flansburg.jill@spcollege.edu
727-791-2508

This workforce product was funded by a grant awarded by the U.S. Department of Labor’s Employment and Training Administration. The product was created by the grantee and does not necessarily reflect the official position of the U.S. Department of Labor. The U.S. Department of Labor makes no guarantees, warranties, or assurances of any kind, express or implied, with respect to such information, including any information on linked sites and including, but not limited to, accuracy of the information or its completeness, timeliness, usefulness, adequacy, continued availability, or ownership. 

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Hurricane season begins June 1 and continues through Nov. 30. Now is the time to review your plans and know where to find the latest updates from St. Petersburg College if a storm threatens.

SPC officials closely monitor Pinellas County Emergency Management bulletins and official weather forecasts when SPC falls within the National Hurricane Center’s zone of landfall probability. The college activates its Emergency Management Plan, which alert systems, communications methods and proactive actions, if a storm threatens.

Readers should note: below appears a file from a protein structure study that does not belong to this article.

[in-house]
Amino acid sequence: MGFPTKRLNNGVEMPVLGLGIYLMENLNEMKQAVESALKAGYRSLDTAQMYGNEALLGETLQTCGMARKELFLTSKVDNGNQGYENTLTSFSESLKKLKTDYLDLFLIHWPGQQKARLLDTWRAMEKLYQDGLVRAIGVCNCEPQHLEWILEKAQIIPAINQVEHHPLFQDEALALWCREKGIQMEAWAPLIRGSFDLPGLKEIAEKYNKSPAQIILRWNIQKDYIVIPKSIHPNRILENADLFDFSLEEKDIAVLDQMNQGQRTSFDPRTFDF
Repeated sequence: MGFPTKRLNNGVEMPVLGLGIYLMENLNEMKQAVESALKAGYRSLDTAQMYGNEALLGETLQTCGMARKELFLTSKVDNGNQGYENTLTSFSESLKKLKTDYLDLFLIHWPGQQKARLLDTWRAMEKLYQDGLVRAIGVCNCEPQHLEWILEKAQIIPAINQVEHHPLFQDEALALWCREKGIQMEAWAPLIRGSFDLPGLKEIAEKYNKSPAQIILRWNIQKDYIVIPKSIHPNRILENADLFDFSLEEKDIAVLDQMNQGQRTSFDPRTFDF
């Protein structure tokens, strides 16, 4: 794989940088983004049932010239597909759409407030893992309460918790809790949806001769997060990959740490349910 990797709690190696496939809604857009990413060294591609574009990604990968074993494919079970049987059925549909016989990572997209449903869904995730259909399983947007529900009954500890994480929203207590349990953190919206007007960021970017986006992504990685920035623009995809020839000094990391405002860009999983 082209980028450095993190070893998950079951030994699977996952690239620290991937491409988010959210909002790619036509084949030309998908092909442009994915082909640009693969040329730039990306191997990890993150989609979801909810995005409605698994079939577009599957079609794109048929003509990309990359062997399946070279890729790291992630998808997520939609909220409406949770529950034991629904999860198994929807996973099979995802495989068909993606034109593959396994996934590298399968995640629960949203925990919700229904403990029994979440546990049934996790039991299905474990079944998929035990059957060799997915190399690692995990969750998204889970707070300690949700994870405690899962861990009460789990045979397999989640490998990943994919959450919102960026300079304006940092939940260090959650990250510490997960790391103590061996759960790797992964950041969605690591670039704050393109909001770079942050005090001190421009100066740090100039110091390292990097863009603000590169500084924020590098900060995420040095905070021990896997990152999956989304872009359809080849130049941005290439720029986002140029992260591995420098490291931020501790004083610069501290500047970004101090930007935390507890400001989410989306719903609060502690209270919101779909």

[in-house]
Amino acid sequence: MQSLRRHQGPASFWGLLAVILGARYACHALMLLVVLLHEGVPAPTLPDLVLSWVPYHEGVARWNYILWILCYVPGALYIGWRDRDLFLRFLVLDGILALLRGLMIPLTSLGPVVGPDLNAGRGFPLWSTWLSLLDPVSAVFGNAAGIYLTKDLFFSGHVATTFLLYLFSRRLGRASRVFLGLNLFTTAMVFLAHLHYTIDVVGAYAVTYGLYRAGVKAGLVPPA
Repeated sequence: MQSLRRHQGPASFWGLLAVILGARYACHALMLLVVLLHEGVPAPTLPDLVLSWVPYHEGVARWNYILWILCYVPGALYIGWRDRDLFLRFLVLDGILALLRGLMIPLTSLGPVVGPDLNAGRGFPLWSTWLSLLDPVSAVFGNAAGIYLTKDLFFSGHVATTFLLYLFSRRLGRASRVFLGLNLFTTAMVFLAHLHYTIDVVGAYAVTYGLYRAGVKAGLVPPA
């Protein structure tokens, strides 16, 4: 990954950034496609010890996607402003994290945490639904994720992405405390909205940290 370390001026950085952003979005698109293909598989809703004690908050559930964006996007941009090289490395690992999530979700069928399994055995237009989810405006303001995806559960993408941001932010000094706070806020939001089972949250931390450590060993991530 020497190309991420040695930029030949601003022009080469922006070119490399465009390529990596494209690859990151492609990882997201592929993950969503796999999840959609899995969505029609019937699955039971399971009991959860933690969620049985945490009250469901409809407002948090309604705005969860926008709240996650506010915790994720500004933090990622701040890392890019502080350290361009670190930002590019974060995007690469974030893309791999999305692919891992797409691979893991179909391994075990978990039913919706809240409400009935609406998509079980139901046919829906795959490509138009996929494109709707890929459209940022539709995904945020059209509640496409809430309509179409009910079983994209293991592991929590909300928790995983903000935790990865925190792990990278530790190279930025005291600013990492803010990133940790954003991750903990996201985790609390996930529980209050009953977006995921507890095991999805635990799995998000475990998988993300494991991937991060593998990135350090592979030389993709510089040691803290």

To prepare:

Communicating in an emergency

When an emergency poses a potential threat to life and safety, the college will broadcast emergency notifications to students, faculty and staff. The college’s main website at www.spcollege.edu is the official source of college information regarding the status of the institution. Officials will also use the SPC Emergency Preparedness page for emergency communications.

In an emergency, the college calls your home phone number on file first. To choose to be contacted on your cell phone or through text messages during emergencies, log in to MySPC and look for My Personal Information. One of the menu options will be Emergency Notification. Enter your cell phone number, confirm whether you want to receive text messages and click save.